Basic Physical Assessment Head-to-toe assessment Major body systems assessment. Purpose. Gather baseline data Supplement, confirm, or refute data in nursing hx Confirm and identify nursing diagnosis Make clinical judgments about changing status Evaluate the physiological outcomes of care.
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Guides and directs your physical assessment
Actual or potential health problems
Discharge and referral needs
Use of effective communications skills
Emotional reactionsHealth History
Organ size and location
Rigidity or spasticity
Presence of lumps or masses
Tenderness, or painAssessment techniques Palpation
Assess underlying structures for location, size, density of underlying organs.
Direct – sinus tenderness
Indirect- lung percussion
Blunt percussion- organ tenderness (CVA tenderness)Assessment techniques Percussion
Start with a general inspection first
Proceed for specific observation of the system
Expose only the part being examined
Examine the unaffected area or parts first
Examine external parts first, then internal
Compare one side to the other side
Proceed from head to toeAssessment techniques Auscultation
S1: Lub: mitral valve closure
S2: Dub: Aortic valve closure
Closure of mitral and tricuspid valves (M1 before T1)
Correlates with the carotid pulse
Can be split but not often
Closure of aortic and pulmonic valves
May have a split sound (A2 before P2)Heart Sounds – S1 & S2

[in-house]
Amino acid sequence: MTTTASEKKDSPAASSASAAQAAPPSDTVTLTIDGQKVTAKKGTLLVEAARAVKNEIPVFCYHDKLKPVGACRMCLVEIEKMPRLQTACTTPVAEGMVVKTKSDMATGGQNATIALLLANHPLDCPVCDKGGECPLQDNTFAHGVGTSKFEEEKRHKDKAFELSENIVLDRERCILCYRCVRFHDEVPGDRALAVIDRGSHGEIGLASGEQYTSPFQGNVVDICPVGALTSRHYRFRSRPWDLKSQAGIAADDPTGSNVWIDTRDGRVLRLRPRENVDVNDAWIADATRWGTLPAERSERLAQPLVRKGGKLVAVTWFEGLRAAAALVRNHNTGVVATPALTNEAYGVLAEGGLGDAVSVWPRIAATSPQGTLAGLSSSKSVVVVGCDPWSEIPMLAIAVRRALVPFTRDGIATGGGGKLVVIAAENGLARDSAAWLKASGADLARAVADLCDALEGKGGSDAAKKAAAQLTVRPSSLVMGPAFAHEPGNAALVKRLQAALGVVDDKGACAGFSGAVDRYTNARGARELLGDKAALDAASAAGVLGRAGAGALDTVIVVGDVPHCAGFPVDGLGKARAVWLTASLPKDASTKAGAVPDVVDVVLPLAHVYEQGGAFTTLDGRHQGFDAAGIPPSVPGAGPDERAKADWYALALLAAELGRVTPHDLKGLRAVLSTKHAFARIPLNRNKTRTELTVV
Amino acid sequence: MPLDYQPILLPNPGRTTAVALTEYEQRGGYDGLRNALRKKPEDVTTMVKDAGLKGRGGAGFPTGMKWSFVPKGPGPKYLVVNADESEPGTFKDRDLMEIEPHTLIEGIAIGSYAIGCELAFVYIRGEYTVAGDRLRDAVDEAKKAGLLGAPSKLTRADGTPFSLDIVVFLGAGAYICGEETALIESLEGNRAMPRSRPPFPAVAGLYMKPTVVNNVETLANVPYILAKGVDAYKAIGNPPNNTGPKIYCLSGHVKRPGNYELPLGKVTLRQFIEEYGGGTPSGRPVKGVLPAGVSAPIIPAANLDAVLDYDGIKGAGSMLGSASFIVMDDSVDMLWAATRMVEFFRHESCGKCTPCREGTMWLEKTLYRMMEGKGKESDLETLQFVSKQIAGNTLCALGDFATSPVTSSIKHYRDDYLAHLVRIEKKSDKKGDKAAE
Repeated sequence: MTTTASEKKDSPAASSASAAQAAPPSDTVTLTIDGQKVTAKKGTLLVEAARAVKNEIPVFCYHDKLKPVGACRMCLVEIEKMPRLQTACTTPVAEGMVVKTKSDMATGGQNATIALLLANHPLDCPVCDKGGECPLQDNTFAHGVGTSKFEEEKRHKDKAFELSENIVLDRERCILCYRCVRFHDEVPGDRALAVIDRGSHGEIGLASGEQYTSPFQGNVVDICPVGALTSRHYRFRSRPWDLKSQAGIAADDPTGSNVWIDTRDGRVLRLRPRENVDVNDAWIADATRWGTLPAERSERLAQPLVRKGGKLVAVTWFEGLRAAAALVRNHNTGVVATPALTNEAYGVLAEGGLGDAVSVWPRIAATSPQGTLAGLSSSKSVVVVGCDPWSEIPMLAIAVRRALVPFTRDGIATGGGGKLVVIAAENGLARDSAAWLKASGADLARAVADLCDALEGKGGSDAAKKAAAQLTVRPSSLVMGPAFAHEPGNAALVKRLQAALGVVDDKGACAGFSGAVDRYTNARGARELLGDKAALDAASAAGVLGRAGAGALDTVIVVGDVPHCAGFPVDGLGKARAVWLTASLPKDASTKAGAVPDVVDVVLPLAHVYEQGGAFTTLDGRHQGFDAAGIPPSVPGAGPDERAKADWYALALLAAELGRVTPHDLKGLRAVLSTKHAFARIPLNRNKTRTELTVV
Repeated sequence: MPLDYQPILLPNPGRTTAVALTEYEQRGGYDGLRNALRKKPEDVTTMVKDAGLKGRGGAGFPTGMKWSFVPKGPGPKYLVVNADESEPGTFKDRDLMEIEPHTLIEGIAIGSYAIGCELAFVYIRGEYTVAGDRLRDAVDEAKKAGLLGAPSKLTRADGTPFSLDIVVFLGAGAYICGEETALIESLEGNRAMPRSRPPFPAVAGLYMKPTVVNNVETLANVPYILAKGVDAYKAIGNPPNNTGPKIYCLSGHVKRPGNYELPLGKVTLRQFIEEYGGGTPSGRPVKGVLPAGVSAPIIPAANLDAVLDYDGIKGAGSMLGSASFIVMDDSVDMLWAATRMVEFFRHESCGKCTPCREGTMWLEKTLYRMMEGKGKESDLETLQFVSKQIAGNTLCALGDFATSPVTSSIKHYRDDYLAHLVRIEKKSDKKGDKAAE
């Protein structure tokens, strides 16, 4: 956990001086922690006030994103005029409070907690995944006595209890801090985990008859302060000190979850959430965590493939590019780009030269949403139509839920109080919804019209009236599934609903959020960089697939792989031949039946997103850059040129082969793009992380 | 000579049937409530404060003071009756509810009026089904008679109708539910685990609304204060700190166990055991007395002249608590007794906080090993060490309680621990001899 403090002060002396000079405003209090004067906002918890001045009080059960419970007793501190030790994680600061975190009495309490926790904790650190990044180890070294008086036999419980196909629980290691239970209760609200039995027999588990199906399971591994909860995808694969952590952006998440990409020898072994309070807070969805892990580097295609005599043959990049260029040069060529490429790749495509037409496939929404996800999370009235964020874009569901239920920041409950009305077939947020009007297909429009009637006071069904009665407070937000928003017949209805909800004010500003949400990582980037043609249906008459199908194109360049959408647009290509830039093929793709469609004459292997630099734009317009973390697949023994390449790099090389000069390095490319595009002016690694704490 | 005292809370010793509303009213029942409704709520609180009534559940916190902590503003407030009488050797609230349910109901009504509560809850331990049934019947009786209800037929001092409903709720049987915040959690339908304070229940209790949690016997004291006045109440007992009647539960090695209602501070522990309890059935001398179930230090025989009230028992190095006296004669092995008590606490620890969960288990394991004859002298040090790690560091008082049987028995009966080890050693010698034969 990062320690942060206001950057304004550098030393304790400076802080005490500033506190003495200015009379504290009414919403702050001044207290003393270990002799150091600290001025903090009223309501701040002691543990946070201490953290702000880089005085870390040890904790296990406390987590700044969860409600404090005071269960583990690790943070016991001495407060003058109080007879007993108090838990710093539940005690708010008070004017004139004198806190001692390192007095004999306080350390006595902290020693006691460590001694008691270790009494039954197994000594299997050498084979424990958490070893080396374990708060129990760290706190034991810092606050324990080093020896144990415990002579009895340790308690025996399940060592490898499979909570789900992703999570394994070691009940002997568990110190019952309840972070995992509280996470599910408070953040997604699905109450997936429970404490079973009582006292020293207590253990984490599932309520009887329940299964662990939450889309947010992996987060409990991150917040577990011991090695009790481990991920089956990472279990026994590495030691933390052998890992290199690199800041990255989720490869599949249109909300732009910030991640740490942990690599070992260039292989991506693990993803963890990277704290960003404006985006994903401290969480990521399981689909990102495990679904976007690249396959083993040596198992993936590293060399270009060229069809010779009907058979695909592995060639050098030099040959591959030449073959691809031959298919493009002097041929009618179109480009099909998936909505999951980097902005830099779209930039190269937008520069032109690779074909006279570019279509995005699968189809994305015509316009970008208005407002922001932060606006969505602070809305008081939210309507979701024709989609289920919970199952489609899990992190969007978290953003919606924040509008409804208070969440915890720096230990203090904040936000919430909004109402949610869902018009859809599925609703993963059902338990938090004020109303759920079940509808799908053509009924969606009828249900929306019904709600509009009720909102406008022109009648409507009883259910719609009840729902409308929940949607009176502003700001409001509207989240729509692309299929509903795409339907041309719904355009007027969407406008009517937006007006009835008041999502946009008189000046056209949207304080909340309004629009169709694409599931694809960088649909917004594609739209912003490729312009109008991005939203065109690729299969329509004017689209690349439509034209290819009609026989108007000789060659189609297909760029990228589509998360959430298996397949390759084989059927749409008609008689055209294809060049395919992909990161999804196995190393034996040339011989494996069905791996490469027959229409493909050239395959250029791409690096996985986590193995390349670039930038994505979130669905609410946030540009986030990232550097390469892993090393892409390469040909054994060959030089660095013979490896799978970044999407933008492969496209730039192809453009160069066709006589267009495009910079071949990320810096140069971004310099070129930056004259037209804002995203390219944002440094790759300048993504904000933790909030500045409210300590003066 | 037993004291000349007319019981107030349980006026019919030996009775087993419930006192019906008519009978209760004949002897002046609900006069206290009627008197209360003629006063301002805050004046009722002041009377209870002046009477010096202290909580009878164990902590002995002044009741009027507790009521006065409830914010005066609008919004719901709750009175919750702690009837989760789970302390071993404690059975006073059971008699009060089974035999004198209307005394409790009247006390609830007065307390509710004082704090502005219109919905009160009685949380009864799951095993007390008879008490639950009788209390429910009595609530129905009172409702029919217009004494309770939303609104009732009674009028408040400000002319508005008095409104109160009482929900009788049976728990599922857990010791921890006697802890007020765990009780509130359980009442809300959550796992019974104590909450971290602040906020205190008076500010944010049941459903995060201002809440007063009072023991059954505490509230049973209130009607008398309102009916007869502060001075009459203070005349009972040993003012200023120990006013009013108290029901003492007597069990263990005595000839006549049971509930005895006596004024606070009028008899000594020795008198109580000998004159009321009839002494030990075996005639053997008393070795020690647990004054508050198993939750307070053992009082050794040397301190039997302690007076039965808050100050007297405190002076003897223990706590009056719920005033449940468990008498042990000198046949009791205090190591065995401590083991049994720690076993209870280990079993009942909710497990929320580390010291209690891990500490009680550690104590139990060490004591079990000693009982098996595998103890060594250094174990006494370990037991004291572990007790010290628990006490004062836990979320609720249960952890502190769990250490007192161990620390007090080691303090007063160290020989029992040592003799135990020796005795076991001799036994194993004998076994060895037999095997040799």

Apply firm pressure with pads of index and middle finger on pulse site without occluding pulse
Measure strength of pulse and equality
Assess carotid, radial, and pedal
Also assess brachial, posterior tibial, and dorsalis pedis
Documentation of PulsesPeripheral Pulses
Depress pulse site without occluding pulse
pretibial area & medial malleolus for 5 seconds
Grade pitting edema
1+ to 4+Assessing for Edema
Continuous sounds pulse site without occluding pulse
Pleural friction rubAdventitious/AbnormalBreath SoundsNote whether the sound occur during inhalation or exhalation, or both.
heard primarily when the pt exhales
Epigastric, umbilical, suprapubic
Inspect pulse site without occluding pulse
Have patient empty bladder
Position patient supine with knees slightly flexed
Note the abdominal shape and contour.
The abdomen should be flat to rounded in people of average weight.
A protruding abdomen may be due to obesity, pregnancy, ascites, or abdominal distention.
A slender person may have a slightly concave abdomenDifferent Sequence of Assessment
-Density of abdominal contents
-Screen for abnormal fluid or masses
Tympany – predominantly over the abdomen – gas-filled
Dull over organs in the abdominal cavity (liver, spleen)
CVA tenderness Costovertebral AngleCVA tenderness – positive in pyelonephritis
Light Palpation pulse site without occluding pulse
TENDERNESS, MASSES, RIGIDITY
Deep palpation - depress 5-8 cm; that’s about 2-3 inches.
In obese, patient, put one hand over the other and push down.
Palpate the entire abd on a clockwise direction and not any: Tenderness; Masses; Enlarged organsPalpation